Crush, TX Staged Train Collision, Sep 1896
Then one of the trains backed up the hill on the south and the other on the hill on the north. Everything was now ready. The smoke was pouring from their funnels in a great black streak and the popping of the steam could be distinctly heard for the distance of a mile. People were standing on tip-toe from every point of vantage trying to see every movement of the wheels that were so soon to roll to destruction. The officials of the road were grouped about the little telegraph office not fifty feet from the place of contact, with watches in hand, waiting for the whistle which would tell them that the trains were ready to start on the fatal journey.
At 5:10 Crush waived his hat and a great cheer went up from the throats of all the people. The rumble of the two trains, faint and far off at first, but growing nearer and more distinct with each fleeting second, was like the gathering force of a cyclone. Nearer and nearer they came, the whistles of each blowing repeatedly, and the torpedoes which had been placed on the track exploding in almost a continuous round like the rattle of musketry. Every eye was trained and every nerve on edge. They rolled down at a frightful rate of speed to within a quarter of a mile of each other.
Nearer and nearer as they approached the fatal meeting place the rumbling increased, the blowing grew louder and hundreds who had come miles to see them felt their hearts growing faint and were compelled to turn away from the awful spectacle.
Now they were withing ten feet of each other, the bright red and green paint on the engines and the gaudy advertisements on the cars showing clear and distinct in the glaring sun.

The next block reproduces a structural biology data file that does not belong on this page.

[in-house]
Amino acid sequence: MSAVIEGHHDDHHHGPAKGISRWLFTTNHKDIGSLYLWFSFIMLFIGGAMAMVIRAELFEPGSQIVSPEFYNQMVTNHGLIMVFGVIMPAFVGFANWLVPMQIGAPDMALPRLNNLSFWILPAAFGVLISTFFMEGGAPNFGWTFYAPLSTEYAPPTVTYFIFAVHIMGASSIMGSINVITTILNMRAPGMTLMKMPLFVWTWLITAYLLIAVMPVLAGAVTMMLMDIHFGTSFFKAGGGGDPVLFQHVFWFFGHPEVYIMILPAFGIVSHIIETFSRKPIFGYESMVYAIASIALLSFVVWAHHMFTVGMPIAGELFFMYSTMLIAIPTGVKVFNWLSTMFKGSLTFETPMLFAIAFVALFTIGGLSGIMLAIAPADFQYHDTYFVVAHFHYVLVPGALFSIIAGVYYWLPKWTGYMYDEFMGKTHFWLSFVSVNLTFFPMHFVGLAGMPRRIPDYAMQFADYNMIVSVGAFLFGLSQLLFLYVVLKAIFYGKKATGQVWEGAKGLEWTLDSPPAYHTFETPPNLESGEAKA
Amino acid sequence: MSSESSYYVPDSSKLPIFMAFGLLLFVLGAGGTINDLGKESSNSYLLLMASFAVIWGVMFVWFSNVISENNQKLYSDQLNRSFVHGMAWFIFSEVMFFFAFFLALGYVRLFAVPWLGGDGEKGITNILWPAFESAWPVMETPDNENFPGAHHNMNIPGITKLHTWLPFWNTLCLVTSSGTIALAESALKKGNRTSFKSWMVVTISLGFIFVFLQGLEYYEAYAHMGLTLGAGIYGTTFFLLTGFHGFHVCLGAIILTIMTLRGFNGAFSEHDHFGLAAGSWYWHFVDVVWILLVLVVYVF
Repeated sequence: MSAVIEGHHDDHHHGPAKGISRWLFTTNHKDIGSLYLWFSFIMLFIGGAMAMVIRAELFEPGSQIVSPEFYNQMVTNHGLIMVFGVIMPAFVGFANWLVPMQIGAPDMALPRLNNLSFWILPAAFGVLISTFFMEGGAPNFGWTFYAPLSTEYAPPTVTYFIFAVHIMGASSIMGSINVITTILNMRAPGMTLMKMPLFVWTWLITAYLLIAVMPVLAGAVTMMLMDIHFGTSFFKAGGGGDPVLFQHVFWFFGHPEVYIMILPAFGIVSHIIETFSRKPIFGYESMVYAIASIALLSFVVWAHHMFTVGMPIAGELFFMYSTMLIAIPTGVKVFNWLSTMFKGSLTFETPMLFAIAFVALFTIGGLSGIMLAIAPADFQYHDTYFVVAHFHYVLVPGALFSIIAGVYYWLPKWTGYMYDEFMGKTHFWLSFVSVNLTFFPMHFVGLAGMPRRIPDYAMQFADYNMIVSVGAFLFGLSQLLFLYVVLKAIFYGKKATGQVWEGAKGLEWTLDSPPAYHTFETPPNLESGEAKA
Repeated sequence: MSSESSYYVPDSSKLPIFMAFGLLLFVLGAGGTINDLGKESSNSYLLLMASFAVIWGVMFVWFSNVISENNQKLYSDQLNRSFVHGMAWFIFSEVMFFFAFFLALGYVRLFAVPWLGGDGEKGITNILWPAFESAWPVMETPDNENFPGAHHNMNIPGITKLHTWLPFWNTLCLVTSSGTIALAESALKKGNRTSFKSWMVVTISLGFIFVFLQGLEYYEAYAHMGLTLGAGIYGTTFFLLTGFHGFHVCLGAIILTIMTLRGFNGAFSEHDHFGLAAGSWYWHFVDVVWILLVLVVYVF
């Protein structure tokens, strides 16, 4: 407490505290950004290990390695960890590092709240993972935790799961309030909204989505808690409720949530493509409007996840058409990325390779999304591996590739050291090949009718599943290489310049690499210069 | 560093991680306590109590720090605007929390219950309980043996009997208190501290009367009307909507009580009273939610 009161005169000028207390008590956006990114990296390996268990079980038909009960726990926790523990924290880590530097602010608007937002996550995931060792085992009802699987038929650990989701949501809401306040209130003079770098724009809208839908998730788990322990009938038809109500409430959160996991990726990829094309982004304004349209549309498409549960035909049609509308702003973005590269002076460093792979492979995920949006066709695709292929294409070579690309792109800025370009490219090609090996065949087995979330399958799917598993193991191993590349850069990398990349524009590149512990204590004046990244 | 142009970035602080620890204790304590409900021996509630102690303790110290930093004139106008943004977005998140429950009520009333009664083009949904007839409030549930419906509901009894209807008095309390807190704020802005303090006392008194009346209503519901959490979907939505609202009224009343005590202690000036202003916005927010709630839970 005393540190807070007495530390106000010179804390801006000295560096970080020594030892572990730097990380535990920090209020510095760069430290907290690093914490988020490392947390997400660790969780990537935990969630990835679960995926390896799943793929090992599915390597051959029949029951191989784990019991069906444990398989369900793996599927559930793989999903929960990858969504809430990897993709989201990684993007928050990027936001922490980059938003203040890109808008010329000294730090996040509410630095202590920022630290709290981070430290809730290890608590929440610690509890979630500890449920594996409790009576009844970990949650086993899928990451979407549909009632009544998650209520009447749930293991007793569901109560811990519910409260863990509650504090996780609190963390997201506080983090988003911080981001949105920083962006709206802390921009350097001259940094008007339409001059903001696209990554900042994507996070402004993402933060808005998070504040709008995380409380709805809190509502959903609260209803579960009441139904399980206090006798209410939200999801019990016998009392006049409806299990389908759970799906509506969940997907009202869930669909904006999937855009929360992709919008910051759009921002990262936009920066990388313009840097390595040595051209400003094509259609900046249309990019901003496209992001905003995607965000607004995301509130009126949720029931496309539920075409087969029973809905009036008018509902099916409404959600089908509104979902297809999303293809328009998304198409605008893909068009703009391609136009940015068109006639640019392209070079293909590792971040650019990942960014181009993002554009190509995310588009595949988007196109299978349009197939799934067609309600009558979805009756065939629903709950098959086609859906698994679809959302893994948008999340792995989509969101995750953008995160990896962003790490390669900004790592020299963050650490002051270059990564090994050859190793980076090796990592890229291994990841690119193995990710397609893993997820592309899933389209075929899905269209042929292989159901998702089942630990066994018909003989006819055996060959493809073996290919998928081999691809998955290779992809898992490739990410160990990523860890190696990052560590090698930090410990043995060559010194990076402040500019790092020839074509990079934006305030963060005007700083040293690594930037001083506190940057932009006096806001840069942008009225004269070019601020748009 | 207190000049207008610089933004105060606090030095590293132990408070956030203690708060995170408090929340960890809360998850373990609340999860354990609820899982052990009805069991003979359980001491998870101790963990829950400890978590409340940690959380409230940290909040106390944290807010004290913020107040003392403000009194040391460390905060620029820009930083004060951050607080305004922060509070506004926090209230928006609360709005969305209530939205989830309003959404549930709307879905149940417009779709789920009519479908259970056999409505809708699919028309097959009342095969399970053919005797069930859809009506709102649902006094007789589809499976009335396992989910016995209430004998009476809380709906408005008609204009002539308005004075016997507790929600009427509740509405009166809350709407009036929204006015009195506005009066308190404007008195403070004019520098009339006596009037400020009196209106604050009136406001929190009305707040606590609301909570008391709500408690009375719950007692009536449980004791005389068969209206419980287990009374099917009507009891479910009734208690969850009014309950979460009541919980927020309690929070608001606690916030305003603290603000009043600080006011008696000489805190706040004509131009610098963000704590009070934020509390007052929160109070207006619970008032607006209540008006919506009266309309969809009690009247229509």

A crash, sound of timbers rent and torn, and then a shower of splinters. There was just a swift moment of silence, and then, as if controlled by a single impulse, both boilers exploded simultaneously and the air was filled with flying missiles of iron and steel varying in size from a postage stamp to half a driving wheel, falling indiscriminately on the just and unjust, the rich and the poor, the great and the small.
The wonder was that there were not more broken heads and more bleeding hearts. How so many escaped is indeed little short of miraculous.
On the photographers' stand, situated not more than 100 feet from the track, and which experience has shown was dangerously near, were grouped the photographers, the reporters of The News and several railroad officials. Here the shower was particularly strong and one of the photographers, MR. DEAN, of Waco, will lose one of his eyes as the result of the sudden meating with a small piece of dlying steel.
When those nearest the scene had time to collect their facilities and look about them all that remained of the two engines and the twelve cars was a smoking mass of fractured metal and kindling wood, except one car on the rear of each train, which had been left untouched.
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